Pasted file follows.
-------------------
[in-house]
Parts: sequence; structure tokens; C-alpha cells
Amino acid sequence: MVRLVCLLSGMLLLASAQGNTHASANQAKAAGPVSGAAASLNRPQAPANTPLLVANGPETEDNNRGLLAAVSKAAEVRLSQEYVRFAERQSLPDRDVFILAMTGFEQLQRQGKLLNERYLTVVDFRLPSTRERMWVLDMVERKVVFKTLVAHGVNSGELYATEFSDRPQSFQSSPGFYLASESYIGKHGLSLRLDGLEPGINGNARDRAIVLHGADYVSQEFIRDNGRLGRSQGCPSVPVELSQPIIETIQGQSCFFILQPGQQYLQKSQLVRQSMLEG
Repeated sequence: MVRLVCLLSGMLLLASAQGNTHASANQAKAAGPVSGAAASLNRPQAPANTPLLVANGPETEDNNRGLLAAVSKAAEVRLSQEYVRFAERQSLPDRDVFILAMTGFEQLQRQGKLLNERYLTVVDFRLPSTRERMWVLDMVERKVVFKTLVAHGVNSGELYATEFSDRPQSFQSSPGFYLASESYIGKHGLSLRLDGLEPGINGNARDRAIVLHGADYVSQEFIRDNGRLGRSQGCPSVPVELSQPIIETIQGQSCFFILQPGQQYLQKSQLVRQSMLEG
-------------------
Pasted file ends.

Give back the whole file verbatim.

[in-house]
Parts: sequence; structure tokens; C-alpha cells
Amino acid sequence: MVRLVCLLSGMLLLASAQGNTHASANQAKAAGPVSGAAASLNRPQAPANTPLLVANGPETEDNNRGLLAAVSKAAEVRLSQEYVRFAERQSLPDRDVFILAMTGFEQLQRQGKLLNERYLTVVDFRLPSTRERMWVLDMVERKVVFKTLVAHGVNSGELYATEFSDRPQSFQSSPGFYLASESYIGKHGLSLRLDGLEPGINGNARDRAIVLHGADYVSQEFIRDNGRLGRSQGCPSVPVELSQPIIETIQGQSCFFILQPGQQYLQKSQLVRQSMLEG
Repeated sequence: MVRLVCLLSGMLLLASAQGNTHASANQAKAAGPVSGAAASLNRPQAPANTPLLVANGPETEDNNRGLLAAVSKAAEVRLSQEYVRFAERQSLPDRDVFILAMTGFEQLQRQGKLLNERYLTVVDFRLPSTRERMWVLDMVERKVVFKTLVAHGVNSGELYATEFSDRPQSFQSSPGFYLASESYIGKHGLSLRLDGLEPGINGNARDRAIVLHGADYVSQEFIRDNGRLGRSQGCPSVPVELSQPIIETIQGQSCFFILQPGQQYLQKSQLVRQSMLEG